It carried over to his daily life and he needed something more powerful to keep him distracted. Unfortunately for a mind this rich and thoughtful, simply rooting for his Yankees and Knicks was not enough. Instead, he went back to an old habit, something that quelled the demons in the past, heroin.

His tragic death makes me think of my favorite quote from The Great Gatsby: “She told me it was a girl, and so I turned my head away and wept. ‘All right,’ I said, ‘I’m glad it’s a girl. And I hope she’ll be a fool – that’s the best thing a girl can be in this world, a beautiful little fool.'” Leave it to F. Scott Fitzgerald to have the character with the simplest mind to deliver the most profound quote. It is profound in its honesty. Life is easier as a fool. What do they say about ignorance and bliss?

I’d take a guess that if someone gave Hoffman the choice of coming back as himself or a simple-minded, anonymous blue collar worker, he’d take the simple-minded man every time. He may have left behind a beautiful anthology of work for the world to watch, but as Woody Allen eloquently says, “I’d rather live on, in my apartment.” Woody is the first man I’d repeat the same quote two days in a row. He is also the last man I’d invite to my daughter’s birthday party.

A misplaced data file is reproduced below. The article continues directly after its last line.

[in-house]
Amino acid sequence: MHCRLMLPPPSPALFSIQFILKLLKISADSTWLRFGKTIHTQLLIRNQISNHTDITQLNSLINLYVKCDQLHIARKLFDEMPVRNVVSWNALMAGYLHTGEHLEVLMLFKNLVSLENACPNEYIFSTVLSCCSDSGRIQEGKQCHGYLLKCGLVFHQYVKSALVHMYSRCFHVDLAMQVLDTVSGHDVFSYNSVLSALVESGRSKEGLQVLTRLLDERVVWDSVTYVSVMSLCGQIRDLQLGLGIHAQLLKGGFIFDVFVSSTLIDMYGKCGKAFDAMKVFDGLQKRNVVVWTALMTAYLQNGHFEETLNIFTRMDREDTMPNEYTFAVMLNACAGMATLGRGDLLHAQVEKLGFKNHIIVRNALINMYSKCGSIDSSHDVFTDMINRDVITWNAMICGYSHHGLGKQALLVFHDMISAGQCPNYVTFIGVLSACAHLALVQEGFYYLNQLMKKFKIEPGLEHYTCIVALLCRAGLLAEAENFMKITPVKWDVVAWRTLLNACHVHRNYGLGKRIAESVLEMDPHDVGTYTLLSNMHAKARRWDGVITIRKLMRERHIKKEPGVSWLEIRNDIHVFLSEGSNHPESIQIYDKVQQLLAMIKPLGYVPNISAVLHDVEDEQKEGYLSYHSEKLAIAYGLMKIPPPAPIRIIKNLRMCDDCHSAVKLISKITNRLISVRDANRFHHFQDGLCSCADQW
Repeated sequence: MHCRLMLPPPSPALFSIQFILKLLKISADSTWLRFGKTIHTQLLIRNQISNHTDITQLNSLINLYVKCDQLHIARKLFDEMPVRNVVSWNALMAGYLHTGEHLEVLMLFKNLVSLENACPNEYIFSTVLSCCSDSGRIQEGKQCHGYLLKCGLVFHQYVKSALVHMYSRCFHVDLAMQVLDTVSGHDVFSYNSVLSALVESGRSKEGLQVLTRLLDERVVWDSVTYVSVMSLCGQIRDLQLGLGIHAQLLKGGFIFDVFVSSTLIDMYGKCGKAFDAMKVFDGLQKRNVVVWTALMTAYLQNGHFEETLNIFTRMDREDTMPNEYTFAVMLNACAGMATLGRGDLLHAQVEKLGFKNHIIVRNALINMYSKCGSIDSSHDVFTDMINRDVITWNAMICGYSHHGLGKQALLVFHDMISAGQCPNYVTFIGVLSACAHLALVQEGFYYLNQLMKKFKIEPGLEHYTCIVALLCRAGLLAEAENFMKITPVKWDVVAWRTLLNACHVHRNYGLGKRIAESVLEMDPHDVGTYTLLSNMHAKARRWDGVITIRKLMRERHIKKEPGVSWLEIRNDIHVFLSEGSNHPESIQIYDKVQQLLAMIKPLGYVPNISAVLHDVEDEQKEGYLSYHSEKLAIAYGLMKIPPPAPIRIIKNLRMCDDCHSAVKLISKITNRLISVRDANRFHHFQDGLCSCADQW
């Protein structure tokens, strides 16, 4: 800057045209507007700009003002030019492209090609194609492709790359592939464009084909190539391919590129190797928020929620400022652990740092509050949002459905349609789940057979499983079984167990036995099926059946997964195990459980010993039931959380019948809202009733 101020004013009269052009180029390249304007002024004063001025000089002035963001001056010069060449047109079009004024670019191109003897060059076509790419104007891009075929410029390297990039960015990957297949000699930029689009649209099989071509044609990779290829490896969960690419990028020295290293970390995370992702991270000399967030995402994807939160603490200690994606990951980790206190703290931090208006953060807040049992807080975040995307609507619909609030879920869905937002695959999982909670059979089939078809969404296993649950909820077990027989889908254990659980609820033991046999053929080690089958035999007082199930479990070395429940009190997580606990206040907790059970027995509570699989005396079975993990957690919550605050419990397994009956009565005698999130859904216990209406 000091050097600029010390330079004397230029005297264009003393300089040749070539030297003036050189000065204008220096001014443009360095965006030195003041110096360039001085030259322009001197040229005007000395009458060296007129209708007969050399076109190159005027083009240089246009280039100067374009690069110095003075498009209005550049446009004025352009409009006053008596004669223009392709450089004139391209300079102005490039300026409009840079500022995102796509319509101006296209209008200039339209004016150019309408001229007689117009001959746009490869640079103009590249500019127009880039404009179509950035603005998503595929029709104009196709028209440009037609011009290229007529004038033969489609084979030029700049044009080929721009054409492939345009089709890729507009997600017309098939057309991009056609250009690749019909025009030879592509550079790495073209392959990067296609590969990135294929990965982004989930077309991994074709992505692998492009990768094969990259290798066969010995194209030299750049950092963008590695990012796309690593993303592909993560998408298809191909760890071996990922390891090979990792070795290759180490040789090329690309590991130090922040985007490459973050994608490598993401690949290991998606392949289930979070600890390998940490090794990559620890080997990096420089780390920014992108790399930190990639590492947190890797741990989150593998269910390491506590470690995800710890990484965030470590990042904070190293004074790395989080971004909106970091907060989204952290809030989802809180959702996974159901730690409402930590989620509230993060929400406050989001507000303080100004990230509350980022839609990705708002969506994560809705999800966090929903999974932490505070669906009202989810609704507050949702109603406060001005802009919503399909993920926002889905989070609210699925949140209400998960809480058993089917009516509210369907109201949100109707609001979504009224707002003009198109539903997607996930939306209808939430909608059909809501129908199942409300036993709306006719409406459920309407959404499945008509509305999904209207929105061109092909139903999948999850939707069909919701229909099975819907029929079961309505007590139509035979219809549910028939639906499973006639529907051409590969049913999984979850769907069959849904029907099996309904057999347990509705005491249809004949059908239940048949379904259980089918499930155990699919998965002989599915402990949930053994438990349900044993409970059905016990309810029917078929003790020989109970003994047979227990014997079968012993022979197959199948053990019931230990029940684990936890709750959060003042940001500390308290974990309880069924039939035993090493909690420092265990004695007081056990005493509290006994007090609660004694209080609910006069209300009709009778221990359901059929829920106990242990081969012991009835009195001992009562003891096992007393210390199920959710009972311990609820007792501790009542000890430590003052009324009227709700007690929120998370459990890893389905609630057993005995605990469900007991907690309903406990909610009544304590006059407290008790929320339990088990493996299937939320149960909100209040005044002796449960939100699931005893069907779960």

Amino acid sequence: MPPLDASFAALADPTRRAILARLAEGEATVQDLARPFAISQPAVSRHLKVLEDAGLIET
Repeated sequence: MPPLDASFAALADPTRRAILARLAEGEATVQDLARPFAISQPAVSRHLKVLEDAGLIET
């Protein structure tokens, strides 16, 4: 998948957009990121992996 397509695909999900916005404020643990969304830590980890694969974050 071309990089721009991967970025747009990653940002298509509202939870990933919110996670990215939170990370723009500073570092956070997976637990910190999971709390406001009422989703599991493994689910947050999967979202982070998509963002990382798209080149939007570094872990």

This would be a good moment for a Danny Tanner Full House lesson to take away from all of this, but sadly I do not have one. The only thing we can take away is that life is difficult and we all need distractions in order to get through it. We need to understand this and strive to fill our lives with positive distractions. There is nothing wrong with having a few drinks or going to a loud bar to dance and just empty our brain of all thought. But we cannot become dependent on these to get through each day.

Find non-destructive distractions. A hobby to fill free time, like wood work or bird watching. Perhaps a new workout routine and diet with a set goal of weight to lose. A TV show to binge watch and get caught up in a fictional world. There are so many options, but whatever it is just be aware of its purpose because otherwise there is a higher possibility it becomes a crippling addiction rather than a healthy distraction.